Countless monumental musicians have passed away this year. While it’s hard to find a bit of light in all of these deaths, some musicians knowingly produced one last piece of work for us to enjoy. What a treat those records have been: David Bowie’s Blackstar is a stunning album, and so is the latest A Tribe Called Quest, We Got It From Here… Thank You 4 Your Service. This album marks the seminal hip hop group’s first release in 18 years, released after founding member Phife Dawg’s death earlier this March.
A Tribe Called Quest (ATCQ) are of the early hip hop practice that has several MCs trading bars, rhymes and beats freely amongst themselves. When news broke of We Got It From Here, fans worried about Phife Dawg’s absence on the album, but Q-Tip, the group’s de facto leader, urged fans not to worry. I’m glad I listened to him. Not only is Phife Dawg all over this album – much of We Got It From Here was recorded before his untimely death – his presence and mortality is felt in every bar that he isn’t rapping.
“Black Spasmodic”, a cut halfway through the album, is a great example. In his verse, Q- Tip channels Phife, speaking from his posthumous point of view, and using the song to come to terms with Phife’s death. Tip’s bars ring true; it feels like a genuine Phife Dawg verse in a world now void of new ones, a simultaneous confrontation and celebration of mortality. It’s a shining moment in an album full of standout bars and beats.
We Got It From Here feels decidedly retro; this is not an album attempting to reinvent ATCQ’s sound to meet modern standards. Rather, this album is an extension of their sound, a seamless fit in their legendary discography. The beats and samples on the album never miss a step; each song is jazzy, layered and funky as hell – check out “Solid Wall of Sound” in particular. Features, too, are well chosen, ranging from old school rappers like Busta Rhymes to the new generation of instinctual soul musicians, like Kendrick Lamar and Anderson Paak.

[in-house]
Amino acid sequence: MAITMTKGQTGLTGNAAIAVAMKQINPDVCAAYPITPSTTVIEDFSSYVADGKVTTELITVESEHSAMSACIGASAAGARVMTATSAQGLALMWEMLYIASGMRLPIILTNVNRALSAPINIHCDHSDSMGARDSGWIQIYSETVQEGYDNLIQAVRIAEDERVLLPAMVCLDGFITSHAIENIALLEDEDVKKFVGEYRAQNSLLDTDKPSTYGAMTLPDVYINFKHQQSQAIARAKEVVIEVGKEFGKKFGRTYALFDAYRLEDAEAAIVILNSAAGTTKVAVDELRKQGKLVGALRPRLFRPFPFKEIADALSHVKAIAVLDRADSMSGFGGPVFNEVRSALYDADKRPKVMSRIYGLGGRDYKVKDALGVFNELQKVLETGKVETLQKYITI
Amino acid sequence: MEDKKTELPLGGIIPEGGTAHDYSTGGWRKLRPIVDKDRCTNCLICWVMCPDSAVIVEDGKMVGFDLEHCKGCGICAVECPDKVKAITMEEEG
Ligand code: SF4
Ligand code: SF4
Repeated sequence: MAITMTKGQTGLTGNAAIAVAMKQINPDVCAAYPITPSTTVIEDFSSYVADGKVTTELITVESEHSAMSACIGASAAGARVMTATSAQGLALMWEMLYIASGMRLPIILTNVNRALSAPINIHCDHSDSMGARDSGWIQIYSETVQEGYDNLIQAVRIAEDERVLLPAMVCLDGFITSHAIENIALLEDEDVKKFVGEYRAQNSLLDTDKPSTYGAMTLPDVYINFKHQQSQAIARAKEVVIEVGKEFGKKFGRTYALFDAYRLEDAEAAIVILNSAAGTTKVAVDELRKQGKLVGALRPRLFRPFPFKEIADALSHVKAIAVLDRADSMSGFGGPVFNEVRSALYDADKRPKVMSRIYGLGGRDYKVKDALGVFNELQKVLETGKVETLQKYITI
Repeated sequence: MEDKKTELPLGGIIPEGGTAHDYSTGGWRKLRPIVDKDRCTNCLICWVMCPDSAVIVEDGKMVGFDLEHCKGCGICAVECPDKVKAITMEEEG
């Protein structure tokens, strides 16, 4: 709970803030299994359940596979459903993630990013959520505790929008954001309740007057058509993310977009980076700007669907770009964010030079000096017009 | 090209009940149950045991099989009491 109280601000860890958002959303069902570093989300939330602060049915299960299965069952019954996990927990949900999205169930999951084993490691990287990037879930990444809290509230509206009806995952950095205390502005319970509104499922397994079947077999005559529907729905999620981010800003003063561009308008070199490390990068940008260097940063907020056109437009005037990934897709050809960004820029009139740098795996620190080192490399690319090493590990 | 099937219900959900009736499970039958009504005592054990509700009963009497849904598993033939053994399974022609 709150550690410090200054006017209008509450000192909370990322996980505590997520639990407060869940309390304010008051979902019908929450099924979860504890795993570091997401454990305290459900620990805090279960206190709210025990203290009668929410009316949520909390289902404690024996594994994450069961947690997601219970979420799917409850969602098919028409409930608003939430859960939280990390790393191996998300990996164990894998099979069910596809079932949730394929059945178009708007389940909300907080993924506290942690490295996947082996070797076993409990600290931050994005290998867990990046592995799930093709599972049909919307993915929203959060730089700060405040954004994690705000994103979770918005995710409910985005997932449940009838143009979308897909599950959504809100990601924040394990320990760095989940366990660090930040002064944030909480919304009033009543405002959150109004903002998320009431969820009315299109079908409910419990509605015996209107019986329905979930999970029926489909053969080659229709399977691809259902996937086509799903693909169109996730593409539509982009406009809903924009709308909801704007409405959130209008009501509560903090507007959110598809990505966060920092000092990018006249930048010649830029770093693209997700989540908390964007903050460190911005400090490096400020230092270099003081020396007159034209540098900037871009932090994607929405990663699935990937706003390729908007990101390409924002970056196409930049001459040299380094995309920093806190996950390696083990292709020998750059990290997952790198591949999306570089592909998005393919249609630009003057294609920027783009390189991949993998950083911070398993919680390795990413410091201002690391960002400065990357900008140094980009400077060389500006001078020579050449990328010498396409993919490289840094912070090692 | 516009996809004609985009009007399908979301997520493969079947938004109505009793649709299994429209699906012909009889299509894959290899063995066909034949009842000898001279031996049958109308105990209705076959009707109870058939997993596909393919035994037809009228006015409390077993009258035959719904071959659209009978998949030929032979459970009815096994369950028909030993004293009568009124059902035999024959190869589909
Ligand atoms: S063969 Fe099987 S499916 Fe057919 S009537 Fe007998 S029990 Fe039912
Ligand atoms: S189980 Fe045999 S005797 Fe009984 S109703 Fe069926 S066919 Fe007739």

We Got It From Here finds more lyrical and sonic content for listeners to enjoy over its hour-long runtime. ATCQ has never been a group to back away from political content, but this album finds them reaching new levels of poignancy and timeliness. “We the People….”, the album’s second track, makes a hook out of Q-Tip listing marginalized communities who fear deportation and hate crimes, while “Conrad Tokyo” finds Phife Dawg criticizing the comedy that media outlets put out in this latest election cycle and Trump’s rise to power.
We Got It From Here… Thank You 4 Your Service is a great album and well worth your time. It’s also a securing of a legacy for the group, a celebration of life, and a refreshing reminder of where modern hip-hop came from. Phife Dawg may be gone, but his music has never felt so essential. This album shines, it radiates and it bumps with life.